Expanding the boundaries of collaboration

Achieving success by crossing traditional lines of collaboration, two partnerships at the College of Medicine offer insights into why these alliances are needed and how they can be fostered.

Juan Ianowski and Julian Tam have partnered across the fields of biomedical science and clinical practice to achieve significant research success. Photo by Dave Stobbe

Partners for Patients

Building their partnership took time and diligence, but from the start Juan Ianowski and Julian Tam liked each other and got along well. That made the difference. Together, they have overcome the inherent hurdles in partnering across biomedical science and clinical practice and achieved significant research success.

Ianowski is a physiologist who leads research teams focused on foundational science at the molecular and cellular level. Tam is a respirologist whose days are primarily spent in a medical clinic working with a health care team on the front lines of patient care. While their days are very different, their work shares a common focus: cystic fibrosis (CF).

In 2015, Ianowski learned that Tam had joined the College of Medicine faculty. Knowing that working with a CF clinician would expand his research plans and capabilities, he reached out to Tam and they met for coffee.

“Although we became friends shortly after meeting, it took us a while to really learn to speak the same ‘scientific language,’” Tam said. “I admitted to him early on that I wasn’t able to see how his research would impact my clinical practice.”

Although he was a medical expert in CF, Tam found that Ianowski’s basic research on the details of CF challenged his understanding of the topic.

“Juan was very patient with me and took time to answer my questions. After reading, discussing and learning more, I grew to understand the significance of his research findings in the context of patient care. I view CF and new treatments differently now as I have a fuller understanding of their mechanism.”

For Ianowski, the interaction is providing the benefits he sought.

“Biomedical researchers working in human disease seldom have contact with the clinic or witness a clinician-patient interaction. So the patient is an abstraction,” he said. “I had the good fortune of shadowing Julian on a few visits with patients that have fundamentally altered my approach to my research and made ‘the patient’ real. My goal is to continue producing innovative hypotheses and results, as I should, but in the new context of being involved in the CF clinic.”

Ianowski feels his interactions with patients have had a much larger effect on him than his work has had on them so far. Tam said he finds that patients are interested in hearing about current CF research and appreciate having a researcher interested in learning from them. They are hopeful that direct patient benefits are not far away, with a few projects related to therapeutics underway they believe will contribute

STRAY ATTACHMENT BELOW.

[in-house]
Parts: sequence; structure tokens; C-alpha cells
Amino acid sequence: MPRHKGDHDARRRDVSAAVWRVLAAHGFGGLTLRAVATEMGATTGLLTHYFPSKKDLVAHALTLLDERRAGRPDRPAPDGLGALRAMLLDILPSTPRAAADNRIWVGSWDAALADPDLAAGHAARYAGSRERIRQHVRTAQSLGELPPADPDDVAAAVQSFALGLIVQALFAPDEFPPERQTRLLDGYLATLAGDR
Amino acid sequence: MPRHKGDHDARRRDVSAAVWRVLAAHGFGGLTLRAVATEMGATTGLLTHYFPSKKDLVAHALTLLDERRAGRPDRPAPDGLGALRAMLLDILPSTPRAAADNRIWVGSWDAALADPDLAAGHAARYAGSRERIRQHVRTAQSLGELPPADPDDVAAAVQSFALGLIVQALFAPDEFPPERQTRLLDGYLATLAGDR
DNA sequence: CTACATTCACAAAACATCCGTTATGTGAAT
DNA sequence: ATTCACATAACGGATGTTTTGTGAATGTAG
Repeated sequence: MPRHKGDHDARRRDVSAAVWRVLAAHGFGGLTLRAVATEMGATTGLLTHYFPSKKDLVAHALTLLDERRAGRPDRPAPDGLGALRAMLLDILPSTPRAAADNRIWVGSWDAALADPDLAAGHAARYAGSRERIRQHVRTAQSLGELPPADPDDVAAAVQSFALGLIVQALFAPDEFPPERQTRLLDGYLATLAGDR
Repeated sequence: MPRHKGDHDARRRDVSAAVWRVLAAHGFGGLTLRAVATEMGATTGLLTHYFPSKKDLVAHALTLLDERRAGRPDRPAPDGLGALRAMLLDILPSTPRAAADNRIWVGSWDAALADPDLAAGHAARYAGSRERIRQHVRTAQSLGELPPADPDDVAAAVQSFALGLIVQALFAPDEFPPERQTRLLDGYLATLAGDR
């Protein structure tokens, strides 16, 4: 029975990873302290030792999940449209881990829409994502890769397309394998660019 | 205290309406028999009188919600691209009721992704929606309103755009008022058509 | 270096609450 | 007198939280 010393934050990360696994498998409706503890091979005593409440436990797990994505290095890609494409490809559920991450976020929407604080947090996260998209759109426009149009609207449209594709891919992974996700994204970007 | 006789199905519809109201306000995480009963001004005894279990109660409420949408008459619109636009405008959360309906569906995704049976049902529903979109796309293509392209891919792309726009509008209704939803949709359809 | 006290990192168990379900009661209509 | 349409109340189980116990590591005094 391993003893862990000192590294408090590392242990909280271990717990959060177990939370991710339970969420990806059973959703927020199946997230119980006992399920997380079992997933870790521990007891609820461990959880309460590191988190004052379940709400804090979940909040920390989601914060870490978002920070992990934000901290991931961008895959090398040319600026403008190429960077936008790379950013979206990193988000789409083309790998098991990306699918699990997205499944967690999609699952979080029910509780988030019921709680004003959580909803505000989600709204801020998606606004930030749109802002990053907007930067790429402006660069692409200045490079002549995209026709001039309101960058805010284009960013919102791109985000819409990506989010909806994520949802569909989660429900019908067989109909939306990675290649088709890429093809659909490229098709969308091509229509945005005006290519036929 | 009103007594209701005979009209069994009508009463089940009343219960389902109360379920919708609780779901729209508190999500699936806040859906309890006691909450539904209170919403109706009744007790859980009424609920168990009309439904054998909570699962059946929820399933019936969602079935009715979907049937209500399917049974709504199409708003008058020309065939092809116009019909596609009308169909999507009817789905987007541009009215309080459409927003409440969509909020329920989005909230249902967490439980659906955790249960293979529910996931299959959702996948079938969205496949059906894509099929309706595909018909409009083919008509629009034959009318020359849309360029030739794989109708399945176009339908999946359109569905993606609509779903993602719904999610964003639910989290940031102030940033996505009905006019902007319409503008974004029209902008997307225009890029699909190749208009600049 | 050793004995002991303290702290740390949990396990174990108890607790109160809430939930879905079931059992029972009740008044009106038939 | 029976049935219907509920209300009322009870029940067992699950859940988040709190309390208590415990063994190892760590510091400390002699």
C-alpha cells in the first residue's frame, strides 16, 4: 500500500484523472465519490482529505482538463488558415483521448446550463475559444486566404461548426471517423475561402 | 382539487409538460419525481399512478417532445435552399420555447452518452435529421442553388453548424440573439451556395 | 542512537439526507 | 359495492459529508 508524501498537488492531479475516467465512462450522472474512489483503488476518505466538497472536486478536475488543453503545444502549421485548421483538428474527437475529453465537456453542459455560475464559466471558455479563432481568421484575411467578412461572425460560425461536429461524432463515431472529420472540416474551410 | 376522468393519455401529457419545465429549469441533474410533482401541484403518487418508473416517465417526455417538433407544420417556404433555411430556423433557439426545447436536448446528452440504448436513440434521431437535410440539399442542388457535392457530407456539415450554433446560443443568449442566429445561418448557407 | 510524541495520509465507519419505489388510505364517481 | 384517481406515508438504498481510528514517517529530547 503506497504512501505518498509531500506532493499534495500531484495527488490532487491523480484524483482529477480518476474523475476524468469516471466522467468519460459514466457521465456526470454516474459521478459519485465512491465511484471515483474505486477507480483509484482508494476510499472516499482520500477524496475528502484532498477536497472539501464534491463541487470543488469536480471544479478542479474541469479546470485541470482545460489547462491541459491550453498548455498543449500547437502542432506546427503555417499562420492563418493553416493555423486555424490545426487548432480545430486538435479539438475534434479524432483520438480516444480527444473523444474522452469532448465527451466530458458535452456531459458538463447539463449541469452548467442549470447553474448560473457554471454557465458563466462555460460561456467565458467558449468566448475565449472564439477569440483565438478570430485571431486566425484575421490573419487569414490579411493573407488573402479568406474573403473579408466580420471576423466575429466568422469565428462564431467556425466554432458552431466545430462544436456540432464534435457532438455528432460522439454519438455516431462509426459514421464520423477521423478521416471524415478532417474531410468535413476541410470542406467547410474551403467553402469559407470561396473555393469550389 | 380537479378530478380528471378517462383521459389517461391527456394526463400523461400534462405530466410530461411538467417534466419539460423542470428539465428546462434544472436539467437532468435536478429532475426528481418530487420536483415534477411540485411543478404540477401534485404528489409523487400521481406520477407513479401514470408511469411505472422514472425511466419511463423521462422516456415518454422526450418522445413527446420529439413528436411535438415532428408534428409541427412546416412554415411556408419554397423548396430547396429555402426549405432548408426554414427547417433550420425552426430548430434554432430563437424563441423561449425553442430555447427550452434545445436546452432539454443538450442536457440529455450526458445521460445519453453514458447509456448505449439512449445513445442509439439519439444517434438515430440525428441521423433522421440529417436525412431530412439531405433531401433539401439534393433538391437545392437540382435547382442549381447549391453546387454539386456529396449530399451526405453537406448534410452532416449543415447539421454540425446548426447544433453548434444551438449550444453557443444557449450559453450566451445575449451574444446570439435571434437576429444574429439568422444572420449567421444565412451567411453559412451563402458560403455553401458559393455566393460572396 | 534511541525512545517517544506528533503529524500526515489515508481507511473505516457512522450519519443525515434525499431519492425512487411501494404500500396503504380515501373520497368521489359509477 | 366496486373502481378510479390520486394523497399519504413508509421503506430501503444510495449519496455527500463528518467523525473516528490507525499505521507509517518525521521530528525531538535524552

to patient health in a few years.

Julian Tam and Juan Ianowski. Photo by David Stobbe
Julian Tam and Juan Ianowski. Photo by David Stobbe

One of the greatest benefits of the partnership that both rely on is keeping in close touch. They connect daily via phone calls and email and typically meet at least twice a week.

“We discuss every aspect of research,” Ianowski said, “literature, proposing new ideas and hypotheses, discussing results, discussing future experiments and their design, and so on. Once a month or so, Julian comes to one of the weekly meetings I run in my laboratory where the students present their progress. A few times a month I shadow Julian with patients. Finally, Julian and I co-supervise students.”

Said Tam, “We are good friends and want to see each other succeed. We have a similar work ethic. We are willing to meet on short notice to discuss issues and findings. Importantly, we share an interest in cystic
fibrosis. We both want to advance understanding of the condition and develop better treatments for it.”

Earlier this year, their groundbreaking finding on what actually takes place in the lungs when a concentrated salt solution is inhaled—a treatment that’s been used for CF patients for more than 20 years— was published in the online Nature Research journal Scientific Reports. They used synchrotron imaging at the Canadian Light Source to learn more about what was taking place in the lungs. The new understanding could pave the way for improved treatments.

“I think that Julian’s generosity with his time and ideas and willingness to allow me to be part of the CF clinic was crucial for our success,” Ianowski said.

While this success, their shared research interest and friendship continue to fuel the partnership, both agree it’s exceptional. They believe more partnerships like theirs are worth pursuing and could be
made easier.

“Our working relationship developed organically,” said Tam. “We have shared research interests and were not forced to work together. However, as a busy clinician, having time to collaborate is helpful.”

“Basic researchers and clinicians work in separate buildings and departments in our college,” said Ianowski. “As a result, it is entirely possible that there are basic researchers and clinicians working on the same disease in the college and they do not even know of each other. This is a lost opportunity.”

He suggests that clinicians be ensured more time for research and the profile of basic science researchers be enhanced and more visible to clinical departments. He feels it would be beneficial if researchers could change departments more easily as their research interests develop over time.

This is part one of a two part story. Read part two. It first appeared in the Fall 2019 edition of Connective Issue.

Share this story